Choosing a first car is a difficult task. It’s not because there isn’t enough choice or enough price range, but primarily because as it’s your first car, you don’t have much experience on which to rely. It’s also tricky finding impartial advice since every brand and dealership is (unsurprisingly) trying to push their own stock at you.
So, in the face of all this, what are the things that you should prioritize when choosing your first car? In this article, we’ll be offering you some great tips to help you map your journey from wanting your first new car to actually driving it successfully off the lot. Let’s get started:
First, do your research and create a shortlist
At the very beginning, open your mind to any and all brands that are available. Look at as many models as you can online, and gradually narrow the search down to a shortlist. You may surprise yourself by discovering hidden gems in brands you’d never considered before. Try to keep your shortlist to no longer than 4-5 vehicles. Any more on the list will make the following steps much harder, maybe even impossible to do properly. As you search, reflect carefully on what you want from a car. For example, do you need something for city driving? Then a compact hatchback with great gas mileage is best. Do you need lots of space for a future family, luggage, kids’ school stuff and more? In that case, an SUV or minivan will suit you more. Think about these things when you’re perusing.
Next, start with a test drive and then lease your favorite model
Most car-buying advise sites will suggest that you get a test drive, but we’re going a step further in this article. Sure, start by test driving all the vehicles that made it to your shortlist. Based on that first test, choose the one you liked best and hire one for a week or longer to test it more thoroughly.
The lease costs you something extra, but the insight it gives you into the car’s real ability and performance is invaluable. A single test drive one day won’t tell you how the car feels to drive in different weather, or on different road conditions, or when you’re in a different mood.
Think carefully about the real cost of the car you want
Never forget that a car’s cost doesn’t stop at the sticker price. You also have to consider how much it will be to insure, tax and run day-to-day. For example, as it’s your first car, the insurance costs are likely going to be higher in the first year you use it. This may come down after 12 months, but expect to pay a lot when starting out. You may even be refused insurance depending on your age or driving history with other cars you leased or borrowed.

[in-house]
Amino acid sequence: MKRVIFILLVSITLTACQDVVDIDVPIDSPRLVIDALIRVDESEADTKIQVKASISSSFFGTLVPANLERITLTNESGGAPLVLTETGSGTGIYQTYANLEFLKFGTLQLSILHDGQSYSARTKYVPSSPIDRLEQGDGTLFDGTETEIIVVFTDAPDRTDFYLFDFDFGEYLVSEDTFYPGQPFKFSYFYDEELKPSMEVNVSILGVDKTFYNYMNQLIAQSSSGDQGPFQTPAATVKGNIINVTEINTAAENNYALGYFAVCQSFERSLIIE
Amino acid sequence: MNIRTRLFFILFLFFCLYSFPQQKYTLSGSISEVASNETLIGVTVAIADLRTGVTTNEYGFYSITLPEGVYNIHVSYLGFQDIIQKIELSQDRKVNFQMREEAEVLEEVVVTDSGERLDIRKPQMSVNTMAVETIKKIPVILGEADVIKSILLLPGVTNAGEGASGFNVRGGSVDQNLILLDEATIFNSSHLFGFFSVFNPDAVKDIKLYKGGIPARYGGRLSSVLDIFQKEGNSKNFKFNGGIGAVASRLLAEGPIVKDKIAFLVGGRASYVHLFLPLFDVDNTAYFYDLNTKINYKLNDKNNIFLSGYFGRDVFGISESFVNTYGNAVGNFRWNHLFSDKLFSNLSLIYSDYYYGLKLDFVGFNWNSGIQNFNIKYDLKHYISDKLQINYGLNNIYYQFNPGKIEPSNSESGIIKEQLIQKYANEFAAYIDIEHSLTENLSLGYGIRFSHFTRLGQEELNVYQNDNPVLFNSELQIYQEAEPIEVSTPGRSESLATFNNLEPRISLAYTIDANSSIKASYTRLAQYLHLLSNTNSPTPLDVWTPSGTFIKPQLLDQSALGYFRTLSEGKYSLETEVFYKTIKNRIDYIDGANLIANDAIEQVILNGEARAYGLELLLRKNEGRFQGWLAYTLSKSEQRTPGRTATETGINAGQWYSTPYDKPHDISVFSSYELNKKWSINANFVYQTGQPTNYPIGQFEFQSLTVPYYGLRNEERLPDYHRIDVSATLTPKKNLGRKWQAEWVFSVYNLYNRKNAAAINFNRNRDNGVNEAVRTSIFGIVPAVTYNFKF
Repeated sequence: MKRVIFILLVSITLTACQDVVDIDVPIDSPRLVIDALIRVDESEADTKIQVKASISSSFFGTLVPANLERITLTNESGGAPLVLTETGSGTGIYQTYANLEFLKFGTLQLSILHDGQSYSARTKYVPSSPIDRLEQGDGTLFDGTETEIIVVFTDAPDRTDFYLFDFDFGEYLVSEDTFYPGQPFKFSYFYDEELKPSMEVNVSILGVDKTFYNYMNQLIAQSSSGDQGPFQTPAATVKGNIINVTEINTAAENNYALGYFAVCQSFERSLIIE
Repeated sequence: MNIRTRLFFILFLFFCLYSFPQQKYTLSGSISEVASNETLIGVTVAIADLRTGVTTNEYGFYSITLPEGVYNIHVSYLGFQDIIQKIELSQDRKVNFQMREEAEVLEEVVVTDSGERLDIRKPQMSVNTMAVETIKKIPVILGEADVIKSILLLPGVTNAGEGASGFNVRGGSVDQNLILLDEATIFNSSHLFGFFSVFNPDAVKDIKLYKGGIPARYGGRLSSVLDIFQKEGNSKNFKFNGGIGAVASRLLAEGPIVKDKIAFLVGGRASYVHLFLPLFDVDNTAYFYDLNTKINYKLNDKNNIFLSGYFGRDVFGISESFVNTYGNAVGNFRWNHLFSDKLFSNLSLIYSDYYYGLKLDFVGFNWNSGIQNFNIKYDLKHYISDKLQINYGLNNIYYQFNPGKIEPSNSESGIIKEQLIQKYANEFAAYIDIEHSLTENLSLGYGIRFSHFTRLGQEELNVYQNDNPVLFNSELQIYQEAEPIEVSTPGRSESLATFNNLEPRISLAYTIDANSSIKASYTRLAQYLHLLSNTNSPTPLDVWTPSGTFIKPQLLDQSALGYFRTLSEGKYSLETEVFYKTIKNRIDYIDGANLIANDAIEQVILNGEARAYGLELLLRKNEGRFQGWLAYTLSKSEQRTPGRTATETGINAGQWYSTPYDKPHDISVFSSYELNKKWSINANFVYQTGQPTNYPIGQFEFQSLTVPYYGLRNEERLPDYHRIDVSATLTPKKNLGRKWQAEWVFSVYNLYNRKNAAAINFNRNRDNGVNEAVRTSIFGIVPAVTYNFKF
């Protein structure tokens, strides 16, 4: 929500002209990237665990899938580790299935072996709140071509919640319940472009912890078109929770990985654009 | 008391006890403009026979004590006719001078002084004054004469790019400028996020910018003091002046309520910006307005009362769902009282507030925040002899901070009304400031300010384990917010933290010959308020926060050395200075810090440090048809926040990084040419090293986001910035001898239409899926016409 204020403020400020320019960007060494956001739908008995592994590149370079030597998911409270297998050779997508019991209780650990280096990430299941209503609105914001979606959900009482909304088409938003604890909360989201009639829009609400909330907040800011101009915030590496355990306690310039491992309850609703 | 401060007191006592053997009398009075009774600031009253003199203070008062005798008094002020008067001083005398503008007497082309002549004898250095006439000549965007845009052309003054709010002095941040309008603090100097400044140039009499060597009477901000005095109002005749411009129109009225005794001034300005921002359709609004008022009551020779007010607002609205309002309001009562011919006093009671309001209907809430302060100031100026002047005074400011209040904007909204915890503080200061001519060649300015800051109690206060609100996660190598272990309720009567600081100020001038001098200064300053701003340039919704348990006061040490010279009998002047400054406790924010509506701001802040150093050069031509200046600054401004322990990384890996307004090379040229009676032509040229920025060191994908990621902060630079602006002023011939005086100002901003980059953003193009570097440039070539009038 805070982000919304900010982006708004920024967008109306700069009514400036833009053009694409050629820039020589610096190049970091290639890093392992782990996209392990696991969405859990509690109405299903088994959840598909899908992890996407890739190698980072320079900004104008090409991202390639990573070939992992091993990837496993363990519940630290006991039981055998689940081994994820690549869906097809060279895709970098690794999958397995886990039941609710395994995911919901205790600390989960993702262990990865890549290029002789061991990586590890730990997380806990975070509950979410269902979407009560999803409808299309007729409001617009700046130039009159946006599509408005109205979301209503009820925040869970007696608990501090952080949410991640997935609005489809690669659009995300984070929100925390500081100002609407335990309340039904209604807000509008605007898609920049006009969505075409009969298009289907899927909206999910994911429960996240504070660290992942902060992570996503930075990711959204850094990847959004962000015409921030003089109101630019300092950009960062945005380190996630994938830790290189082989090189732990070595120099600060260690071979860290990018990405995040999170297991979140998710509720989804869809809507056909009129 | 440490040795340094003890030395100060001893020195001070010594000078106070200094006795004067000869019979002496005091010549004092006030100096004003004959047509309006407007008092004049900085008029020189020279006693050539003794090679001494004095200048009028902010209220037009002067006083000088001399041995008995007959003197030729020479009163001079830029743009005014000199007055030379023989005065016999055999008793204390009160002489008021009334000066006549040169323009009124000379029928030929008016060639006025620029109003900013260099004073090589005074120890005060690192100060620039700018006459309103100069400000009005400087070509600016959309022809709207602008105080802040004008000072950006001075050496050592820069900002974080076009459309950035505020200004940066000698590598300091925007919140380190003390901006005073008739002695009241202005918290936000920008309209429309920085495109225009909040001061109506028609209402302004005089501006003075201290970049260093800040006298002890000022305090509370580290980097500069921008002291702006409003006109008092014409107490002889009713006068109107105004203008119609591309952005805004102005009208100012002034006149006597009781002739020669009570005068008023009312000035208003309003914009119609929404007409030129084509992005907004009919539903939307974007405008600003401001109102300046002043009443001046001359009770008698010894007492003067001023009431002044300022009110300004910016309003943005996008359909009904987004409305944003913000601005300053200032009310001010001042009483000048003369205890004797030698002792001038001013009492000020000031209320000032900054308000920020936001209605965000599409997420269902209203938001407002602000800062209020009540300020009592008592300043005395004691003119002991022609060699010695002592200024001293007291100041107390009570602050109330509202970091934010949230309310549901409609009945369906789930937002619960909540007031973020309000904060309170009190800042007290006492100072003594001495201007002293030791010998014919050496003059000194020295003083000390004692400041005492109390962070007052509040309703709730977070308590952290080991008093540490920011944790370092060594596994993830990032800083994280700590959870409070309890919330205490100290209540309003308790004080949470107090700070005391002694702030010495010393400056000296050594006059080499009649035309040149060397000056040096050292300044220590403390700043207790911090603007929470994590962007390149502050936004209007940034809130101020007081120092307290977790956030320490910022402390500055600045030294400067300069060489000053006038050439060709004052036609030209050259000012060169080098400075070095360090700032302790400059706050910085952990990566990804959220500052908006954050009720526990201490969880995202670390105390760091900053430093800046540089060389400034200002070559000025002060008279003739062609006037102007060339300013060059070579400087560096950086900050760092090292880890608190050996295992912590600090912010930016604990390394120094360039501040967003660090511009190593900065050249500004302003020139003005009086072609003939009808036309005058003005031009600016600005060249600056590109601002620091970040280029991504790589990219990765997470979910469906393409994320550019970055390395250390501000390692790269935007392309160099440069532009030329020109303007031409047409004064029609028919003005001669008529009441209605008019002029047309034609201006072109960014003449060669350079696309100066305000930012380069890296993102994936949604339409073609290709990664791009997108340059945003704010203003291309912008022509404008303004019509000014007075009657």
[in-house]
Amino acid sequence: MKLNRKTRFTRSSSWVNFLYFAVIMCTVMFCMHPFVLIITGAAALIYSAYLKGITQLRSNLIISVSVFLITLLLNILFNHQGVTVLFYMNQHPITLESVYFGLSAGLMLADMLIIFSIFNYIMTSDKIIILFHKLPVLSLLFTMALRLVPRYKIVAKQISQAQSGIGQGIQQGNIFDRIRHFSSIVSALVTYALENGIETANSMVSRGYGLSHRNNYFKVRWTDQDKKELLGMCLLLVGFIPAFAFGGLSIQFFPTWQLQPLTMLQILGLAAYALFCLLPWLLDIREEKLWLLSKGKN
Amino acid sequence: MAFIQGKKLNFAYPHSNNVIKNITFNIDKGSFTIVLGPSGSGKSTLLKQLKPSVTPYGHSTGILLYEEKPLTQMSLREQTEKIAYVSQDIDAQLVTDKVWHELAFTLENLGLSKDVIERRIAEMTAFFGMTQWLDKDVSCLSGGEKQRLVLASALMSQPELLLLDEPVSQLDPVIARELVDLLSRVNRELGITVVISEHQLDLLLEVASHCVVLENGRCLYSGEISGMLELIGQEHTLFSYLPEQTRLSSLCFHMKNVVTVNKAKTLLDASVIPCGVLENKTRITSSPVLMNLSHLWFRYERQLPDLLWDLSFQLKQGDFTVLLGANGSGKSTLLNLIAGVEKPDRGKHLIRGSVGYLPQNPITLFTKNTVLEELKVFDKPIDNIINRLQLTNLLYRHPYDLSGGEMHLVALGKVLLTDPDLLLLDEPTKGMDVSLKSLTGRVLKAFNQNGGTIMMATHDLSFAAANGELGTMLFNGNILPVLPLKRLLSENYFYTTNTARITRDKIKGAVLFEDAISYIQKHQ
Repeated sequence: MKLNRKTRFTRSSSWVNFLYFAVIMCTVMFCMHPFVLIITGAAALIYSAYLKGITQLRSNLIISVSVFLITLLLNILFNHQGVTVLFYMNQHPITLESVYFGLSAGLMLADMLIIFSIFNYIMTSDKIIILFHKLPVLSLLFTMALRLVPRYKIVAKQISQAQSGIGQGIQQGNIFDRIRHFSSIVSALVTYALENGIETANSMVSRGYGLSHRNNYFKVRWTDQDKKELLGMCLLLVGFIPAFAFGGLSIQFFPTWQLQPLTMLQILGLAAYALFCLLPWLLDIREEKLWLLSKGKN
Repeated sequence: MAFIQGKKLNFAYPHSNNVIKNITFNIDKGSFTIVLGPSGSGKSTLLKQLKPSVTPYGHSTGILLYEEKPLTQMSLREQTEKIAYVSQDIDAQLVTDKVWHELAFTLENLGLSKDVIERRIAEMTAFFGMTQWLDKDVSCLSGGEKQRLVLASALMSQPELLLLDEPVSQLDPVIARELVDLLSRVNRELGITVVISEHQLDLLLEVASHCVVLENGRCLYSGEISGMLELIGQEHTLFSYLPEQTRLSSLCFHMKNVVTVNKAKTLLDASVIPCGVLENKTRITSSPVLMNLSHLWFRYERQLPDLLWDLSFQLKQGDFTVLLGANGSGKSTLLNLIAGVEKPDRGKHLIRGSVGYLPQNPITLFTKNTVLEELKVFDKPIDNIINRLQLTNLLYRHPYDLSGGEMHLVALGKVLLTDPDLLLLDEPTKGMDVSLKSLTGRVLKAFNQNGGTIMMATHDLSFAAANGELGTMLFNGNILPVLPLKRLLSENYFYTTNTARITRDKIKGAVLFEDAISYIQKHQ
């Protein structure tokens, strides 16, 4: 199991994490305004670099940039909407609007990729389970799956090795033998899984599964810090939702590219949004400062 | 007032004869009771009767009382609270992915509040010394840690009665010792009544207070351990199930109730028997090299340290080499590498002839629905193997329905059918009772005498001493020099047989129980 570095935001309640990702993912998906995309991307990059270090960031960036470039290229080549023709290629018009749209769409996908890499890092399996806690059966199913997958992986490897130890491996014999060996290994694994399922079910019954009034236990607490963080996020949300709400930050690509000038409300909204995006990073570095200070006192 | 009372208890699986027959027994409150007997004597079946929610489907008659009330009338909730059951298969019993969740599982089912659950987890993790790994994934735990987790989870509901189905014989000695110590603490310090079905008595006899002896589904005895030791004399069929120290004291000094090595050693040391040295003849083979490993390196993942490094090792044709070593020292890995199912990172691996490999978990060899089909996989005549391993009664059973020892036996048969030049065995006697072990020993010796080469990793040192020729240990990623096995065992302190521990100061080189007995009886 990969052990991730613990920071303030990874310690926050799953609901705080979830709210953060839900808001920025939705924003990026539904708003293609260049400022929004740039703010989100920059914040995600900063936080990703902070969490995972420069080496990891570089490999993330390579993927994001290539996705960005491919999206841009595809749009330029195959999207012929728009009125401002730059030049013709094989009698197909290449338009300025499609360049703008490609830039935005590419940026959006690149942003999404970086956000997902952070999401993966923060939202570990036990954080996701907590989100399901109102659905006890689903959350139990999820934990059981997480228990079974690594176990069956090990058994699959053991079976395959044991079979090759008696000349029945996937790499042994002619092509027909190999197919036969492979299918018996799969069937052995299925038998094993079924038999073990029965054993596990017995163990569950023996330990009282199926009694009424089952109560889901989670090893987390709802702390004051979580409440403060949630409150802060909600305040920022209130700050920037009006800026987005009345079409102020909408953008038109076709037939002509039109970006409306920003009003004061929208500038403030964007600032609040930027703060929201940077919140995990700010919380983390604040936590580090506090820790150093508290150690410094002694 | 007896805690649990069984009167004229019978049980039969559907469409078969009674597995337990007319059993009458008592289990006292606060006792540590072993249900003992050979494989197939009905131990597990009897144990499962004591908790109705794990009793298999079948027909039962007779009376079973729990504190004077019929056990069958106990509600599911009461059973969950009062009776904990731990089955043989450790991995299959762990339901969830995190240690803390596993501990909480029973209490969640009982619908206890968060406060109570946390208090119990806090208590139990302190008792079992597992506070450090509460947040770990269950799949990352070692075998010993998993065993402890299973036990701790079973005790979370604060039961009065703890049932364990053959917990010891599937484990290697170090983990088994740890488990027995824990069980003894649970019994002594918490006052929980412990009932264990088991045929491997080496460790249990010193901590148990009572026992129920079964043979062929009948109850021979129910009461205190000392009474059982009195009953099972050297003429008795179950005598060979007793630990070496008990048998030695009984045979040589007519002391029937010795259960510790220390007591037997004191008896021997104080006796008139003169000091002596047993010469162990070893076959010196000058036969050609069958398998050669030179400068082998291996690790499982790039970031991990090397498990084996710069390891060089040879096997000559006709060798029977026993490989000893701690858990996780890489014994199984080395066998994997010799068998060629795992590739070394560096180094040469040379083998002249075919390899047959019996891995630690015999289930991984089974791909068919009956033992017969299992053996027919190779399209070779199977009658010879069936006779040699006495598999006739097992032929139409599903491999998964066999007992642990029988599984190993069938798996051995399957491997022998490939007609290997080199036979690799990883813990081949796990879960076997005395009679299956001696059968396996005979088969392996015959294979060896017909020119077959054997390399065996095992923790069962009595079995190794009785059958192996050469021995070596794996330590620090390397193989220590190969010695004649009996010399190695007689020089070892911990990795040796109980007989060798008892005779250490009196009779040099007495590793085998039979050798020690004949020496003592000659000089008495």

Equally, a seemingly cheap car may be easy to insure and affordable to drive away, but you won’t be saying that when you’re back at the mechanic every other month getting something fixed. A cheap car could end up being a long-term money pit; the proverbial neck-mounted albatross, so take care.
Don’t dismiss used cars
Some people are quick to dismiss a used car off hand. There is a perception of pre-owned cars as trash, but nothing could be further from the truth. In many countries, the second-hand car market is highly developed. Internet reviews of dealerships and instant global word-of-mouth have helped massively in keeping shifty sellers away from the mainstream marketplace.
A used car is a bargain not just for cheaper insurance, but also for sticker price, depreciation, and maintenance. If you buy a car that’s two years old, for instance, the key parts should still be covered by the common 3-year manufacturer’s warranty. Furthermore, you won’t suffer the depreciation trap and will experience far less loss during your time driving it.
Don’t overlook potential savings and benefits that come with a luxury brand
If you do want to go for a high-end model, there are other savings that come with it despite the high sticker price. As the old adage says, you get what you pay for. A luxury brand comes with premium-quality parts that are extremely durable and guaranteed for a long time. The savings in maintenance can help offset the extra cost. They are often safer and more reliable, too.
Always sleep on it before making a final decision
Once you’ve researched, tested, leased and landed on a final choice of brand and model, take one more night to sleep on it. If you are still as dedicated to that same car and model the next morning, sign away on that dotted line!
If you follow this advice, we are sure you’ll feel a lot more confident and ready to make a choice of vehicle as your first car. Always remember that a car is a depreciating asset, whatever you buy, so it’s important your consideration doesn’t simply begin and end with sticker prices and brand names. You have many driving years ahead of you. Consider the various factors, and you won’t go wrong.